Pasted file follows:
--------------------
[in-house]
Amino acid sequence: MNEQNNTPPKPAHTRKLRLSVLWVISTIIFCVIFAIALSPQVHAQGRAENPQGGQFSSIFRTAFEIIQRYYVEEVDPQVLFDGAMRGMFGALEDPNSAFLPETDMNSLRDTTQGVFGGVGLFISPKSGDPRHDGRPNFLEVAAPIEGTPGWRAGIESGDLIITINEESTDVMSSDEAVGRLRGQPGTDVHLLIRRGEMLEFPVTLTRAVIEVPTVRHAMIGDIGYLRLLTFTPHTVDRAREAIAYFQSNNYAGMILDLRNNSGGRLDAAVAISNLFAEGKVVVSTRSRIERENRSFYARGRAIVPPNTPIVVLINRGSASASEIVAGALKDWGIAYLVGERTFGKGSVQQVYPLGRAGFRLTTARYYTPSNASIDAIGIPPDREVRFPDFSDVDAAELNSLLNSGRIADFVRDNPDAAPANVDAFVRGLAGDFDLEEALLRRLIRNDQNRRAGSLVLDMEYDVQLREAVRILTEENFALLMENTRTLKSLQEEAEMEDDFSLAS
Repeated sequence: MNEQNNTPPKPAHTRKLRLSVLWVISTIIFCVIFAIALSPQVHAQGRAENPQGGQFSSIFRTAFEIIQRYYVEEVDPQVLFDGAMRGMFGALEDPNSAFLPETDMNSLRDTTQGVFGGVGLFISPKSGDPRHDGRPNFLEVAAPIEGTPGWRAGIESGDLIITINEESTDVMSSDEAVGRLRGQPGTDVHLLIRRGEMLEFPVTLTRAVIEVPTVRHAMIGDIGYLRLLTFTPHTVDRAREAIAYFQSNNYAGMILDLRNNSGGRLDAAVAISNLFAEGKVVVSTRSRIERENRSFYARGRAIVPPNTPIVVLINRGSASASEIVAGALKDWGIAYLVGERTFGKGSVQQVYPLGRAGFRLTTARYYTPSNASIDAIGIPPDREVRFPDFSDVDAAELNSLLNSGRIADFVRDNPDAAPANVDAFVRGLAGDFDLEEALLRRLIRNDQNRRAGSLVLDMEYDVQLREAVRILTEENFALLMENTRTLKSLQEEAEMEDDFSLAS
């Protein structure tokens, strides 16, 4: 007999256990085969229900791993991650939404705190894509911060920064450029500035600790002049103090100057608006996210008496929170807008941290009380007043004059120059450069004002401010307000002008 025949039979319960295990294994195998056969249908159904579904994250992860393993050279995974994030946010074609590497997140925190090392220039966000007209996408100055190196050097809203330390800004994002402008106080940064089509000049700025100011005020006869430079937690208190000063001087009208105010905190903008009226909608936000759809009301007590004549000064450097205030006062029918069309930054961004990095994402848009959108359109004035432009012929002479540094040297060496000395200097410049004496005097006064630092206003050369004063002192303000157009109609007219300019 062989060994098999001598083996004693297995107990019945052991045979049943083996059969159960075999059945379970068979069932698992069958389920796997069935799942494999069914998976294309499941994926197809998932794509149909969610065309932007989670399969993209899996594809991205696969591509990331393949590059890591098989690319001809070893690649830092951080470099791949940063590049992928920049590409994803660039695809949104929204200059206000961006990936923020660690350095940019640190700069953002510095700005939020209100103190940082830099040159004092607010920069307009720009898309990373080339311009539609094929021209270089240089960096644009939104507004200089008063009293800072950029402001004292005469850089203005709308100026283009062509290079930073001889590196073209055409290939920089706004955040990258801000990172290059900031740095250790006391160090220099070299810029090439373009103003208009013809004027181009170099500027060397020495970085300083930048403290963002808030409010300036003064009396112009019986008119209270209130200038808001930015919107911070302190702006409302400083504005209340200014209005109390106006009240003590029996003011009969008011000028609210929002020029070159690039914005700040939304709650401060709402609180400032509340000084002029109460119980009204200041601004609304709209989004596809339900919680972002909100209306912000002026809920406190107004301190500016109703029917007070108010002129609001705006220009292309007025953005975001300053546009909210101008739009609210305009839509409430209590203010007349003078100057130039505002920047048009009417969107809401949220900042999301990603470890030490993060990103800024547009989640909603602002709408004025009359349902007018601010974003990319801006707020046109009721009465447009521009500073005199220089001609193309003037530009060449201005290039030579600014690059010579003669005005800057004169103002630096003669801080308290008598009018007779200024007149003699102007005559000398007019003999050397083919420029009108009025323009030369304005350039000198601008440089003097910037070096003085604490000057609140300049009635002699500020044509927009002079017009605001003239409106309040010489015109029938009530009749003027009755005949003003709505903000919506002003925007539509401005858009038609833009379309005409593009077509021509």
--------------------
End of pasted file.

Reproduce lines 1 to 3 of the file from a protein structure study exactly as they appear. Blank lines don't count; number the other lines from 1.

[in-house]
Amino acid sequence: MNEQNNTPPKPAHTRKLRLSVLWVISTIIFCVIFAIALSPQVHAQGRAENPQGGQFSSIFRTAFEIIQRYYVEEVDPQVLFDGAMRGMFGALEDPNSAFLPETDMNSLRDTTQGVFGGVGLFISPKSGDPRHDGRPNFLEVAAPIEGTPGWRAGIESGDLIITINEESTDVMSSDEAVGRLRGQPGTDVHLLIRRGEMLEFPVTLTRAVIEVPTVRHAMIGDIGYLRLLTFTPHTVDRAREAIAYFQSNNYAGMILDLRNNSGGRLDAAVAISNLFAEGKVVVSTRSRIERENRSFYARGRAIVPPNTPIVVLINRGSASASEIVAGALKDWGIAYLVGERTFGKGSVQQVYPLGRAGFRLTTARYYTPSNASIDAIGIPPDREVRFPDFSDVDAAELNSLLNSGRIADFVRDNPDAAPANVDAFVRGLAGDFDLEEALLRRLIRNDQNRRAGSLVLDMEYDVQLREAVRILTEENFALLMENTRTLKSLQEEAEMEDDFSLAS
Repeated sequence: MNEQNNTPPKPAHTRKLRLSVLWVISTIIFCVIFAIALSPQVHAQGRAENPQGGQFSSIFRTAFEIIQRYYVEEVDPQVLFDGAMRGMFGALEDPNSAFLPETDMNSLRDTTQGVFGGVGLFISPKSGDPRHDGRPNFLEVAAPIEGTPGWRAGIESGDLIITINEESTDVMSSDEAVGRLRGQPGTDVHLLIRRGEMLEFPVTLTRAVIEVPTVRHAMIGDIGYLRLLTFTPHTVDRAREAIAYFQSNNYAGMILDLRNNSGGRLDAAVAISNLFAEGKVVVSTRSRIERENRSFYARGRAIVPPNTPIVVLINRGSASASEIVAGALKDWGIAYLVGERTFGKGSVQQVYPLGRAGFRLTTARYYTPSNASIDAIGIPPDREVRFPDFSDVDAAELNSLLNSGRIADFVRDNPDAAPANVDAFVRGLAGDFDLEEALLRRLIRNDQNRRAGSLVLDMEYDVQLREAVRILTEENFALLMENTRTLKSLQEEAEMEDDFSLAS